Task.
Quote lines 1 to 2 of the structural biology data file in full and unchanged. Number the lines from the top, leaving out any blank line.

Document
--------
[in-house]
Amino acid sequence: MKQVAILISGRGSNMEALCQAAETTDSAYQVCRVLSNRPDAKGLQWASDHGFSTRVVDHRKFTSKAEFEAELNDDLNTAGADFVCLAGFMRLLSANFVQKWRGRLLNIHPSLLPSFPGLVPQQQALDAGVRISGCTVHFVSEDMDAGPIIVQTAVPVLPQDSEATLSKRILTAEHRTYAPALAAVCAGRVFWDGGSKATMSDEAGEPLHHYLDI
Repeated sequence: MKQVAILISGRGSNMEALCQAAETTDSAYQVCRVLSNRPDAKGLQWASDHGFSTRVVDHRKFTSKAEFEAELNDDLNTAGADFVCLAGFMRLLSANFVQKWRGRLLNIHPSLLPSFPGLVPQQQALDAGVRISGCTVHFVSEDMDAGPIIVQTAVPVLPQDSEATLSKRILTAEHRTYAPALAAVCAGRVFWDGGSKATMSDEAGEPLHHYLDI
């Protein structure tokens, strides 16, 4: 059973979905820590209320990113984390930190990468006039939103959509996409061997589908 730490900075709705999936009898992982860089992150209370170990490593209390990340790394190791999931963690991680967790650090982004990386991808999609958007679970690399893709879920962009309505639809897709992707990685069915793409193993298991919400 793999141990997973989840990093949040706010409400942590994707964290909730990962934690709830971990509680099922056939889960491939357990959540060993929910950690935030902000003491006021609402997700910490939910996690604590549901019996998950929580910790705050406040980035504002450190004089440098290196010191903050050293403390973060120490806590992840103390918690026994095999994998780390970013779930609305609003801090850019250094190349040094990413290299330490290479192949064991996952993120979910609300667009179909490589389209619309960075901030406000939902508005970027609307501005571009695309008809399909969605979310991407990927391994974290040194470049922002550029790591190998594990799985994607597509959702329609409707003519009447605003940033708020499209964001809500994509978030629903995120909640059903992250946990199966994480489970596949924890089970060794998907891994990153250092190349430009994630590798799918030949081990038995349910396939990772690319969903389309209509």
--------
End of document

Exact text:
[in-house]
Amino acid sequence: MKQVAILISGRGSNMEALCQAAETTDSAYQVCRVLSNRPDAKGLQWASDHGFSTRVVDHRKFTSKAEFEAELNDDLNTAGADFVCLAGFMRLLSANFVQKWRGRLLNIHPSLLPSFPGLVPQQQALDAGVRISGCTVHFVSEDMDAGPIIVQTAVPVLPQDSEATLSKRILTAEHRTYAPALAAVCAGRVFWDGGSKATMSDEAGEPLHHYLDI